But it took me 7.5 hours to accomplish this feat, and that was because I stopped once too often to take pictures. Logged the journey using my Garmin Forerunner, and below is the coverage of my walk. (The loop is actually the McRitchie Reservoir)
Time 08:30 hrs – Lining the Pipeline Reserve are the Rain Trees (Samanea saman). This tree was introduced into Singapore in 1876 from South America. This tree offers much shade as its canopy covers large areas.
Despite the fact that I was using speed of 1/1000 sec, I was still not able to freeze them in action. This Pacific Swalow was taken near the SICC - it just caught an insect and decided to rest on this sign. Could not miss the opportunity for some closed up.
Along the Pipeline Reserve, there were many spider webs glistening in the morning dew. Took this shot of this yelow flower with a drop of dew on the blade of grass. I called it Awakening!
When I was doing my National Service, the instructor always tell us "never stand in the skylight", for you can be easily seen. Well this Collared Kingfisher (Halcyon chloris) made that mistake, and provide me with the opportunity to take couple of "shots".
This unknown bird perched on a tree with no foliage, which is a delight to people like me who cannot wait to get a few shots of them.
This Land Snail (ID unknown) was also out foraging for food. This is unlike the common Giant African Snail, to me this specimen is better looking than the Giant African Snail.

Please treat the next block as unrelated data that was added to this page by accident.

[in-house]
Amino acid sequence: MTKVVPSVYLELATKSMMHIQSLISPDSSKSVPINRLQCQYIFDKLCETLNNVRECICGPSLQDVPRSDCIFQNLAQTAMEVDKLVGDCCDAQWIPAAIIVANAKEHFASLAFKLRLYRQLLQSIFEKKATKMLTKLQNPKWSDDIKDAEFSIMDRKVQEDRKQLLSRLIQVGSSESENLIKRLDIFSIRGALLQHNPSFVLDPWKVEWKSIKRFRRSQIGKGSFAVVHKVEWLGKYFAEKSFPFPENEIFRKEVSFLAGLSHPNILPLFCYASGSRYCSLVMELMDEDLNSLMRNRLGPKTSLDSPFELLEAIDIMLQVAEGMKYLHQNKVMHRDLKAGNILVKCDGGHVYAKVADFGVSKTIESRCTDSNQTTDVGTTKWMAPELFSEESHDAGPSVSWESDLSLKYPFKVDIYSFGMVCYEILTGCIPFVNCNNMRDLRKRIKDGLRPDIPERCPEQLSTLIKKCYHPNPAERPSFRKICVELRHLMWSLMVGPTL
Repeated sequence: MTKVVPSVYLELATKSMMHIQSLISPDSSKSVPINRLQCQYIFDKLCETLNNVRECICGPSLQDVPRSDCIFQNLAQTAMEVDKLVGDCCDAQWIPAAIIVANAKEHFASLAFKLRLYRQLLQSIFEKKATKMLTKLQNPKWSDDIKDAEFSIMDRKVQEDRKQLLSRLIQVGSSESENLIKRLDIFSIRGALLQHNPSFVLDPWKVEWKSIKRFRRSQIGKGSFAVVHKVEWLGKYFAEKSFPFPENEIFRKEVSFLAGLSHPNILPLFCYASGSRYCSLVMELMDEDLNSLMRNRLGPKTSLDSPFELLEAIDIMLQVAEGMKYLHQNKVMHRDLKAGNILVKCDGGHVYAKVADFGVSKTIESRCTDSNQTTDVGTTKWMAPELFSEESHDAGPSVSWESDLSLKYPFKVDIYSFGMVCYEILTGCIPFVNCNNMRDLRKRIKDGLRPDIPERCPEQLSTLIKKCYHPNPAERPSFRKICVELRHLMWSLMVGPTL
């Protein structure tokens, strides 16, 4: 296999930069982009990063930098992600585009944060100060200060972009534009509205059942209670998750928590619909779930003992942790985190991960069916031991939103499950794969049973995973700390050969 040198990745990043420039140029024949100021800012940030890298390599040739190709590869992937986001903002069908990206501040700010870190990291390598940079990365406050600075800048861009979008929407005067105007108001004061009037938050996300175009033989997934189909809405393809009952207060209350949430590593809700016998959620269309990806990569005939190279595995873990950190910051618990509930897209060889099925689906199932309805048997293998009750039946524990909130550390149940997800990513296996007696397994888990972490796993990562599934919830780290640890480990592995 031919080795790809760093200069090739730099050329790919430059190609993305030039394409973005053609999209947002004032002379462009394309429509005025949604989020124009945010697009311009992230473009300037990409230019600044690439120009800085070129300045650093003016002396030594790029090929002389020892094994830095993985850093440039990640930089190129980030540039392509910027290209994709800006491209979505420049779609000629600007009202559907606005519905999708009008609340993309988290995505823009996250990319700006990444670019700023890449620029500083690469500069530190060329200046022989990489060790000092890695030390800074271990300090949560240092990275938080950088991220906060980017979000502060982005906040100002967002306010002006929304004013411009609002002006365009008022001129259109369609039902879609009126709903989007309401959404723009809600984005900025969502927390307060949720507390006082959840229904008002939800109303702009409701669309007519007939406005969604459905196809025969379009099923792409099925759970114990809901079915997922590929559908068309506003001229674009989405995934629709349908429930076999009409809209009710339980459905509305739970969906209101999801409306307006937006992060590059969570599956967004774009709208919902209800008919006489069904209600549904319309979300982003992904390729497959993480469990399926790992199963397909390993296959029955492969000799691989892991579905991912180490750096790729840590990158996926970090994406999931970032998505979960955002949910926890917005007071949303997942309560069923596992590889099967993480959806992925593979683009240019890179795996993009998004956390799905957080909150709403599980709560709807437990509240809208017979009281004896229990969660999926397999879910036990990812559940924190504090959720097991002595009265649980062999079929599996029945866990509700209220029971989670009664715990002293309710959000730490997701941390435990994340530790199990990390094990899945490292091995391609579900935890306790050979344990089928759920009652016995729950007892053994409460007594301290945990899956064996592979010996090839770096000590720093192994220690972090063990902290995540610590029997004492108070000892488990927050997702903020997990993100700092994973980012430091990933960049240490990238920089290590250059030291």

Time 12:00 Noon - I arrive in McRitchie. Half way in my trek, and I was already quite tired. (Must be the heat).
This skink was sunning itself when I accidentally scared it, and it scurried into the undergrowth. Looking at the belly, you will notice that it is golden in colour. This is the Many lined or Common Sun Skink (Mabuya multifasciata). Skink has smooth scaly skins and is diurnal (active in the day).
To prevent collection of water on their leaves, a lot of plants have leaves with tips. Called it Drip Tip (that was what the sign said). By preventing accumulation of water, and as the leaves have special waxy coating, water will be drained off much easily, and thus prevent algae forming on the leaves. (Algae tends to grow on branches but seldom on leaves)
Time 15:00 Hr - Having looped round McRitchie, I was on my way to the Treetop walk, and noticed many rattan. Rattan comes in many size, and the most obvious trait will be the barbs. They have different design, and this type of rattan tends to be a "creeper", and the barbs (thorns) help in the process of creeping up. But woe to the person who accidentally brushes into one of them, the only way to unhook is to move backward.
And copying the design from the rattan, man has build barbs around these pipelines. I used to walk on top of these pipelines, just to cross from one point to the other. Now it is no longer possible.Time 15:30 hr - At the tree top walk, I met a fellow nature lover who has vast knowledge on plants. He explained to me many plants and its flowers and leaves. I was most appreciative, and he told me he was looking for Tongkat Ali. Then he found it, and showed me the Tongkat Ali (Eurycoma longifolia). Most of us are familiar with the roots, but not the complete tree. Tongkat Ali is an aphrodiasac use in this part of the world. It is extremely bitter, and occasionally people will mix it with honey before partaking it. Time 16:30 hr - Finally I reached home. My legs were sored and my feet hurt. But it was worth it. Now I wonder whether my Semakau kakis and Climbing Crabs kakis are interested in this endurance walk!